In Europe, the privatization of art experience was accompanied by the emergence of a new public discursive space where the experience of art could be made into a matter of common concern, as described half a century ago by Jürgen Habermas. The modern mode of existence of artworks, then, is twofold: art is a commodity to be delectated (and fetishized, of course, as per Marx’s insight in the commodity form), and art is a matter of public concern. The traditional focus on the artwork as a source of individual experiences mirrors its role as a commodity that can be purchased in the marketplace and appreciated by a consumer, and today, as highlighted by Chantal Mouffe, we increasingly experience how the framing of art as a commodity is also affecting the cultural production of critical art. The focus on the artwork as a meeting place for an interested forum, on the other hand, highlights the way in which art actively participates in organizing commons and communities within the public sphere.
The ESSCS 2021 is dedicated to this other side of art. What is the nature of aesthetic experience, when it is no longer considered as an address to me and to my sensation, but to us and to our common sensibility? What kinds of publics are being instigated by different artworks? What is public in the first place, and how do publics emerge around publications, concerts, exhibitions, performances? Which forms of the political agency come with the public nature of art? How do publics and counter publics in and around the arts include or exclude certain forms of communality? And how can the ways in which we gather around artworks inform our understanding of democracy and of being in this world together? Moreover, what could be a decolonial path for thinking about art and communality?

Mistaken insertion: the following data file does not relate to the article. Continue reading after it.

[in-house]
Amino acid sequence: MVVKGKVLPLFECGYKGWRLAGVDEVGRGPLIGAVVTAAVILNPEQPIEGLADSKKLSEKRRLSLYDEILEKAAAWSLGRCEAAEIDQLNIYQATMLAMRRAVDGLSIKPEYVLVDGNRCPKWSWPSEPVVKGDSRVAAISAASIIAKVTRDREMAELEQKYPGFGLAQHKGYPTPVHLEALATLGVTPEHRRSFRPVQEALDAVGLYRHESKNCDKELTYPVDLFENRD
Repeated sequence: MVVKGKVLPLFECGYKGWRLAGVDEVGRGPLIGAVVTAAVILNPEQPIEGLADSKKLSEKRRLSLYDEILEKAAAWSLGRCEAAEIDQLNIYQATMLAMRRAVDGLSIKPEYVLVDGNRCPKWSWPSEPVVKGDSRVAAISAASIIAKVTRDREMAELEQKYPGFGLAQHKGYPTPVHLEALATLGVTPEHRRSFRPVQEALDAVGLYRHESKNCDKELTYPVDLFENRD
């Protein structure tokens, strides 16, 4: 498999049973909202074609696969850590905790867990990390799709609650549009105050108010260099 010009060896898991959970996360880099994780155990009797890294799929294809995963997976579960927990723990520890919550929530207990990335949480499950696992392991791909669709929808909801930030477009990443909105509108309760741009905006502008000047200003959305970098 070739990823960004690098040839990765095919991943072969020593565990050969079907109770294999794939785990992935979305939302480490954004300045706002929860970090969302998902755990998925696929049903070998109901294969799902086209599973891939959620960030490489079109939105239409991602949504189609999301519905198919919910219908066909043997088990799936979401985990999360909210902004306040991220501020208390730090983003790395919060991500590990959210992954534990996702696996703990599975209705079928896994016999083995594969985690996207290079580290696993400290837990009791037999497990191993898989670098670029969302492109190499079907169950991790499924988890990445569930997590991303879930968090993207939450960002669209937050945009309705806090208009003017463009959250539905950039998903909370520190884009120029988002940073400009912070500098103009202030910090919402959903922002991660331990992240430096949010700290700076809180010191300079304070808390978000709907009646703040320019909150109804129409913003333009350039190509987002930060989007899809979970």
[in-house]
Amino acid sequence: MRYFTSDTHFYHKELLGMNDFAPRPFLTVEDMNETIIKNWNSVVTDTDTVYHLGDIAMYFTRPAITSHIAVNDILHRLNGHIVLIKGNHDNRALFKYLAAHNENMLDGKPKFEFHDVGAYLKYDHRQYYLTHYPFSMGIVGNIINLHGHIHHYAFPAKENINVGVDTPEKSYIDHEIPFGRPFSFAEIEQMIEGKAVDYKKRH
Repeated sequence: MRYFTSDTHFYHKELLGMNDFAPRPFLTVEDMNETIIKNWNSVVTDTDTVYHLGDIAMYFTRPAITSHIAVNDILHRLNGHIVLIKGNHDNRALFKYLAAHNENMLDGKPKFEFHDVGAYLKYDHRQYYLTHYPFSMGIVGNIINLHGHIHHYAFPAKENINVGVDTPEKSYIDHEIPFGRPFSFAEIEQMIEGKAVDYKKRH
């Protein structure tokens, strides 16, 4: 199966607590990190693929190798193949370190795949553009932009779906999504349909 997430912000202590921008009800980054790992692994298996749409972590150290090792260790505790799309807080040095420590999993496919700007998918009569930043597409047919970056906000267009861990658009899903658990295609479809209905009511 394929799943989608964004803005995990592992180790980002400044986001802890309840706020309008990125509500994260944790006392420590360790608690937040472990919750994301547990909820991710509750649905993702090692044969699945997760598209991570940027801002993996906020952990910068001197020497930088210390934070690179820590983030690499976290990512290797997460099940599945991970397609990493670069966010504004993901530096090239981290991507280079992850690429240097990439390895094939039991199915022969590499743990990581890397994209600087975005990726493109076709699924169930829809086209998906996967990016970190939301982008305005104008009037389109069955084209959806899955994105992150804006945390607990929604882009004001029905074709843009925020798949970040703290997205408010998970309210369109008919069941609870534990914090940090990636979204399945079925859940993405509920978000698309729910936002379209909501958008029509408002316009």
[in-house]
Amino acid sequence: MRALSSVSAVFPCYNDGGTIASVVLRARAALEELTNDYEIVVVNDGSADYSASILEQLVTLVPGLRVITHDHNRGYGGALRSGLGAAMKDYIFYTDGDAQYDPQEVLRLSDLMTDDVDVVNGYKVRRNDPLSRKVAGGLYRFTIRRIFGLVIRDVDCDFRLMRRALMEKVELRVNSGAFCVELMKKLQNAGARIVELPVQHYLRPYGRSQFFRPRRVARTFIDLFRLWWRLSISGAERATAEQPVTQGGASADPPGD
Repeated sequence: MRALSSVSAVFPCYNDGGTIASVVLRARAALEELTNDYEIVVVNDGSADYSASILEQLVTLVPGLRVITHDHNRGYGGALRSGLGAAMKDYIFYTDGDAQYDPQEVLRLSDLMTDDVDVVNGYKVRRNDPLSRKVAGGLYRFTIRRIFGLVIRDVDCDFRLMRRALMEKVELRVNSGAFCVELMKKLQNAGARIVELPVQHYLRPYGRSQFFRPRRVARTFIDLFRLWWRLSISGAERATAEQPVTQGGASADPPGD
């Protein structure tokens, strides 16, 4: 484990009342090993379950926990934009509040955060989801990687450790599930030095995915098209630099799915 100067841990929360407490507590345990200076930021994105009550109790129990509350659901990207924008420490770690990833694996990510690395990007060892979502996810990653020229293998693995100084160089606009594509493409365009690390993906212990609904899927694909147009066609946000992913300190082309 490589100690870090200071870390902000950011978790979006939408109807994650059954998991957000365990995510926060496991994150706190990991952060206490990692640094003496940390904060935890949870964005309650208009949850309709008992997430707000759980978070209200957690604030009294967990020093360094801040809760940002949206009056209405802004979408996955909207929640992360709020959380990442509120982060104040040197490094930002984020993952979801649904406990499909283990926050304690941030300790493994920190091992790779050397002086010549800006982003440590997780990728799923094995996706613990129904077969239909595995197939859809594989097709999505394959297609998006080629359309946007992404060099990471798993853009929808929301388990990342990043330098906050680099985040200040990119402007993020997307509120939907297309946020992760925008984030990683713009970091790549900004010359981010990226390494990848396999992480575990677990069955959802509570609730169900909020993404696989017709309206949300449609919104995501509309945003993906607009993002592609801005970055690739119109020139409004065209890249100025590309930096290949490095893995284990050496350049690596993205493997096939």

The summer school will introduce an array of approaches to better understand the intersection of art and communality, historically as well as theoretically, across different art forms, genres, cultural contexts, and political situations. Through academic and artistic keynote presentations, workshops, masterclasses, and paper sessions we will contribute to an ongoing discussion. The summer school welcomes students from the different disciplines studying art and culture as well as those concerned with the social modes of existence of art and the ways in which it contributes to our living together.
The ESSCS is an annual network-based event offering interdisciplinary research training in the fields of art and culture. The network comprises the University of Amsterdam, Leiden University, University of Copenhagen, University of Giessen, Goldsmiths College, Université de Paris VIII, the Lisbon Consortium, Ljubljana Institute for Humanities, University of Trondheim, and Catholic University Rio de Janeiro. Students outside the network are welcome to apply. Participation is subject to availability.
The Summer School is sponsored by the New Carlsberg Research Centre “Art as Forum”, University of Copenhagen.
- Brian Jay de Lima Ambulo (Lisbon Consortium)
- Jonas Bækgaard (University of Stavanger)
- Line Ellegaard (University of Copenhagen)
- Omar Escobar (University of Amsterdam)
- Rasmus Holmboe (University of Copenhagen)
- Amadea Kovič (Lisbon Consortium)
- Sarah Nagaty (Lisbon Consortium)
- Frederik Tygstrup (University of Copenhagen)
For questions and further information, please contact email@example.com.